- Written by Dan
Outpost Travel Planner: Bangladesh
The Outpost travel planner with the what, where, when, why and how of all things travel to Bangladesh
When To Go
Most sources will tell you to visit Bangladesh, in South Asia, during its winter months to better avoid intense humidity and the cyclone season -- but travelling to the country in the rainy season, which runs from June to August, means the opportunity to take in the vastly rural country’s natural beauty at its peak. Those brave enough to weather Bangladesh’s more intense weather periods will be rewarded with the chance to experience rich celebrations like Pohela Boishakh, Bengali new year, which takes place in mid-April of every year.
Flying to Bangladesh from any Canadian city is a lengthy process, with connecting flights taking as long as 35 hours from Toronto or Vancouver. From Toronto to Dhaka, the country's capital, expect a stopover in Europe, followed by another in Abu Dhabi in the United Arab Emerates, in Doha, Qatar, or Calcutta (Kolkata), India.
As the rickshaw capital of the world, it can be a cheap way of getting around a congested city like Dhaka, but it can also be somewhat hazardous due to the sheer volume of road traffic. Rickshaws are a great city adventure for any foreign traveller in and of themselves, so you don't have to avoid them -- but definitely apply caution!
Government initiatives have attempted to curb the number of rickshaw drivers in efforts to improve road safety. Travelling around Dhaka by bus is another option and adventure; but the ride is not for the claustrophobic type— buses are often jam-packed, which of course can be half the fun!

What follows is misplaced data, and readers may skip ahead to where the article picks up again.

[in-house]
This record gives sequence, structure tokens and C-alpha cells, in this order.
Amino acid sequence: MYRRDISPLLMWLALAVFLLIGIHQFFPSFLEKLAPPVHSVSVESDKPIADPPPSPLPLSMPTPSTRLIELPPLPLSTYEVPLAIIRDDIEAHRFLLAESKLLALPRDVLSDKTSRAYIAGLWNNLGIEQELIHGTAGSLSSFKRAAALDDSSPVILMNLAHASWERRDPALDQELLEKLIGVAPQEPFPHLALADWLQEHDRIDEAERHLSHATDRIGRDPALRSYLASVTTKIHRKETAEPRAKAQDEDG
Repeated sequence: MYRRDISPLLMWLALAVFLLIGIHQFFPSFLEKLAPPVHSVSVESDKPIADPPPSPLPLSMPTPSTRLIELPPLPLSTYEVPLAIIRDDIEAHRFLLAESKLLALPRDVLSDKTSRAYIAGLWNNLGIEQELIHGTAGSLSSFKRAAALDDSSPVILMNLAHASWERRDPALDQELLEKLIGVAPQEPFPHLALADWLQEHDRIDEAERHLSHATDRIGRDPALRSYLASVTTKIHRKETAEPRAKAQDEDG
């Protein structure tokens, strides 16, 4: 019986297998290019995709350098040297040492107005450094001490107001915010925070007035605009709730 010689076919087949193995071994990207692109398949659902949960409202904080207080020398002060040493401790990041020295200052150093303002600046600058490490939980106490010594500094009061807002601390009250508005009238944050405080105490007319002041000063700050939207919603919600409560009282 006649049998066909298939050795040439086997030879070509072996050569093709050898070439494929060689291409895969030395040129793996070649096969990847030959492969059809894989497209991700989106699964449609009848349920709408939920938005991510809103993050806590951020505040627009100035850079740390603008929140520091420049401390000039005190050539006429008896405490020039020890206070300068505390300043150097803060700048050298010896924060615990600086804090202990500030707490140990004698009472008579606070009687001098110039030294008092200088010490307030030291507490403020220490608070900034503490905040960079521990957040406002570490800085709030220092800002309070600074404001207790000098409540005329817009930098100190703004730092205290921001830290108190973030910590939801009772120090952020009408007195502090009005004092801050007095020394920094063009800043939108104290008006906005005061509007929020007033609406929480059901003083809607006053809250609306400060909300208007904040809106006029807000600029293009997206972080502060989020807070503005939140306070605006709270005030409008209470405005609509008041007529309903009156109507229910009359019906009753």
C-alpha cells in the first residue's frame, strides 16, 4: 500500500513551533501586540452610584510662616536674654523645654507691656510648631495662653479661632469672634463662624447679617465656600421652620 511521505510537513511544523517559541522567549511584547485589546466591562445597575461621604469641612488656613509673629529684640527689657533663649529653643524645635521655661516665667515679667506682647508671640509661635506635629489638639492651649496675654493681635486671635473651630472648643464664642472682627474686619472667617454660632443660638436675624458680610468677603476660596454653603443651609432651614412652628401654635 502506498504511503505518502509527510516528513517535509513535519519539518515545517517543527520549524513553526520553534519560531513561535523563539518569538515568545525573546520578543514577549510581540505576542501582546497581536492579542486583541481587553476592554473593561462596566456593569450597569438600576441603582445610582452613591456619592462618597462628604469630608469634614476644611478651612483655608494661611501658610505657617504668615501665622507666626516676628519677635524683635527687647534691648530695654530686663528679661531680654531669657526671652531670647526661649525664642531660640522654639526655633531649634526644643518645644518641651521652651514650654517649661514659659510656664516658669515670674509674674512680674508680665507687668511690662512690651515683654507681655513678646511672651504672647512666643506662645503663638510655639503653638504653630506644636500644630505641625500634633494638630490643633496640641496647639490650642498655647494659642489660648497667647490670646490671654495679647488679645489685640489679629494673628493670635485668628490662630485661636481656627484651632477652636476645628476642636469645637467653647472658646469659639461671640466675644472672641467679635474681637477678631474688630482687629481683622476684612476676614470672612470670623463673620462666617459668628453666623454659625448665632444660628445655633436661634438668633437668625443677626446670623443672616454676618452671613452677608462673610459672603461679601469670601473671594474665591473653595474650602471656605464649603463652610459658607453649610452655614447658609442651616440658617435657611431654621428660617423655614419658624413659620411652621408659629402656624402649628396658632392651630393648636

To escape the city, take a ferry boat from Dhaka to one of Bangladesh’s many ports. Bangladesh is divided by two rivers: the Padma (the Ganges) and the Brahmaputra, with various "ghats" (or ferry docks) along their shores. Bangladesh also has a railroad network that is a cheaper option for travelling between major city centres, but railcars are often crowded and uncomfortable.
What to See and Do
Bangladesh remains one of the more unexplored countries in South Asia. A UNESCO World Heritage site since 1985, the Mosque City of Bagerhat is situated 250 kilometres southwest of Dhaka. It was built in the 15th century, and known for its clusters of mosques. The Sixty Pillar Mosque, for example, has more than 60 pillars and 81 domes.
At the mouth of the Ganges, the sundarbans is one of the largest mangrove forests in the world, with a network of waterways, islands and mudflats that extend over 140,000 hectares. Residents of the forest include some 260 types of bird and many endangered species, such as the Bengal tiger and the Indian python.
Tea lovers will want to visit the rolling tea plantations in the Sylhet Valley. Dotted with shrines and lakes, the region is known for millions of migratory birds as well as for its 150 tea gardens.
Then return to Dhaka, where the locals live alongside their heritage. Some points of interests include the Lalbagh Fort and the Ahsan Manzil. Built in 1872, the pinkish-hued building is one of the most interesting in the capital city. But to really experience the hustle and bustle of the city, take a rickshaw ride through the chaotic streets of Old Dhaka for cultural sensory overload.